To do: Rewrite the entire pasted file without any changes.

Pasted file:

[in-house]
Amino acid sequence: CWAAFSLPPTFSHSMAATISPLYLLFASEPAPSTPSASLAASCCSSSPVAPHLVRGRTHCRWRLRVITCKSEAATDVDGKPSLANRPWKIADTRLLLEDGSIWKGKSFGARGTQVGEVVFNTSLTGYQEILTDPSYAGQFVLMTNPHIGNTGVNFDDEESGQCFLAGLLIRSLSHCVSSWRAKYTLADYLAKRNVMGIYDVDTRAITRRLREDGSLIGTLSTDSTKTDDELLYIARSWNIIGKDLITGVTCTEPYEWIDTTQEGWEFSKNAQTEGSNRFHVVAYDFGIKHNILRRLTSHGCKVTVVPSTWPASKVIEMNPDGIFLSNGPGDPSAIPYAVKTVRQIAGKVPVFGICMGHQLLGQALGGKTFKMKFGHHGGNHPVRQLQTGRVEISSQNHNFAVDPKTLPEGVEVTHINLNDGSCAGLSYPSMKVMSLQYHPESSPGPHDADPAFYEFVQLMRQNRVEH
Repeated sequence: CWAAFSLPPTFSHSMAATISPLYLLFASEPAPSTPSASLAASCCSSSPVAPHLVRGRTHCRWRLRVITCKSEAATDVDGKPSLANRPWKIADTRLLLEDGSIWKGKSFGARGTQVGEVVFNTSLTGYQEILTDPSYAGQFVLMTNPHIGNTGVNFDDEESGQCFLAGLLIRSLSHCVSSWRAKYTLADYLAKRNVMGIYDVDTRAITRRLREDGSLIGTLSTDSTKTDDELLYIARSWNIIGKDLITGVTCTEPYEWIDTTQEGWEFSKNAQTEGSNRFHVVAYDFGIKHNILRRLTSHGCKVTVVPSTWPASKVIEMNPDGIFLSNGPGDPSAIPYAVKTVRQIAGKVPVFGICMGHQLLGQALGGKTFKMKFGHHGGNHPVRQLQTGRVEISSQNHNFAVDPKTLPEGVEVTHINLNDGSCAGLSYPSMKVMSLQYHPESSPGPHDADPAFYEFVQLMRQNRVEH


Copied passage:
[in-house]
Amino acid sequence: CWAAFSLPPTFSHSMAATISPLYLLFASEPAPSTPSASLAASCCSSSPVAPHLVRGRTHCRWRLRVITCKSEAATDVDGKPSLANRPWKIADTRLLLEDGSIWKGKSFGARGTQVGEVVFNTSLTGYQEILTDPSYAGQFVLMTNPHIGNTGVNFDDEESGQCFLAGLLIRSLSHCVSSWRAKYTLADYLAKRNVMGIYDVDTRAITRRLREDGSLIGTLSTDSTKTDDELLYIARSWNIIGKDLITGVTCTEPYEWIDTTQEGWEFSKNAQTEGSNRFHVVAYDFGIKHNILRRLTSHGCKVTVVPSTWPASKVIEMNPDGIFLSNGPGDPSAIPYAVKTVRQIAGKVPVFGICMGHQLLGQALGGKTFKMKFGHHGGNHPVRQLQTGRVEISSQNHNFAVDPKTLPEGVEVTHINLNDGSCAGLSYPSMKVMSLQYHPESSPGPHDADPAFYEFVQLMRQNRVEH
Repeated sequence: CWAAFSLPPTFSHSMAATISPLYLLFASEPAPSTPSASLAASCCSSSPVAPHLVRGRTHCRWRLRVITCKSEAATDVDGKPSLANRPWKIADTRLLLEDGSIWKGKSFGARGTQVGEVVFNTSLTGYQEILTDPSYAGQFVLMTNPHIGNTGVNFDDEESGQCFLAGLLIRSLSHCVSSWRAKYTLADYLAKRNVMGIYDVDTRAITRRLREDGSLIGTLSTDSTKTDDELLYIARSWNIIGKDLITGVTCTEPYEWIDTTQEGWEFSKNAQTEGSNRFHVVAYDFGIKHNILRRLTSHGCKVTVVPSTWPASKVIEMNPDGIFLSNGPGDPSAIPYAVKTVRQIAGKVPVFGICMGHQLLGQALGGKTFKMKFGHHGGNHPVRQLQTGRVEISSQNHNFAVDPKTLPEGVEVTHINLNDGSCAGLSYPSMKVMSLQYHPESSPGPHDADPAFYEFVQLMRQNRVEH